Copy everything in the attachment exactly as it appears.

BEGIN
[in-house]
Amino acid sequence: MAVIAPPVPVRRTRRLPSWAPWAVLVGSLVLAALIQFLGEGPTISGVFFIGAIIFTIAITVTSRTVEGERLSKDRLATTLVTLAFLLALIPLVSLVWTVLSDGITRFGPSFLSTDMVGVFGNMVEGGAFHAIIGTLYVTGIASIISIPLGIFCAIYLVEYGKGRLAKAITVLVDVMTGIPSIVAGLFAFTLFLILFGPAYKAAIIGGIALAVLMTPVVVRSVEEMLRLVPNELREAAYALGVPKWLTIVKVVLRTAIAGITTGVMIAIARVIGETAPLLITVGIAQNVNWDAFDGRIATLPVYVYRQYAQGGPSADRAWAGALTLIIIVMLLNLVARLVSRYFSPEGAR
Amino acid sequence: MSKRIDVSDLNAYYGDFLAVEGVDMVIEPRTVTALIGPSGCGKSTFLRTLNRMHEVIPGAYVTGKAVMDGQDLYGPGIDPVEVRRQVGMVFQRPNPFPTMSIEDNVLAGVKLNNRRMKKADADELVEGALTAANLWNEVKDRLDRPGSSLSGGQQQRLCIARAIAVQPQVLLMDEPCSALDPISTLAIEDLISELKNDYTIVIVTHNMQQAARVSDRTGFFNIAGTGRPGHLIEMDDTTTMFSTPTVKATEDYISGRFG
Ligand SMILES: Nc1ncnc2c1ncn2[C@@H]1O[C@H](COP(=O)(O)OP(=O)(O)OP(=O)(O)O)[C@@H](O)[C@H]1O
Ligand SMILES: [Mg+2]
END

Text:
[in-house]
Amino acid sequence: MAVIAPPVPVRRTRRLPSWAPWAVLVGSLVLAALIQFLGEGPTISGVFFIGAIIFTIAITVTSRTVEGERLSKDRLATTLVTLAFLLALIPLVSLVWTVLSDGITRFGPSFLSTDMVGVFGNMVEGGAFHAIIGTLYVTGIASIISIPLGIFCAIYLVEYGKGRLAKAITVLVDVMTGIPSIVAGLFAFTLFLILFGPAYKAAIIGGIALAVLMTPVVVRSVEEMLRLVPNELREAAYALGVPKWLTIVKVVLRTAIAGITTGVMIAIARVIGETAPLLITVGIAQNVNWDAFDGRIATLPVYVYRQYAQGGPSADRAWAGALTLIIIVMLLNLVARLVSRYFSPEGAR
Amino acid sequence: MSKRIDVSDLNAYYGDFLAVEGVDMVIEPRTVTALIGPSGCGKSTFLRTLNRMHEVIPGAYVTGKAVMDGQDLYGPGIDPVEVRRQVGMVFQRPNPFPTMSIEDNVLAGVKLNNRRMKKADADELVEGALTAANLWNEVKDRLDRPGSSLSGGQQQRLCIARAIAVQPQVLLMDEPCSALDPISTLAIEDLISELKNDYTIVIVTHNMQQAARVSDRTGFFNIAGTGRPGHLIEMDDTTTMFSTPTVKATEDYISGRFG
Ligand SMILES: Nc1ncnc2c1ncn2[C@@H]1O[C@H](COP(=O)(O)OP(=O)(O)OP(=O)(O)O)[C@@H](O)[C@H]1O
Ligand SMILES: [Mg+2]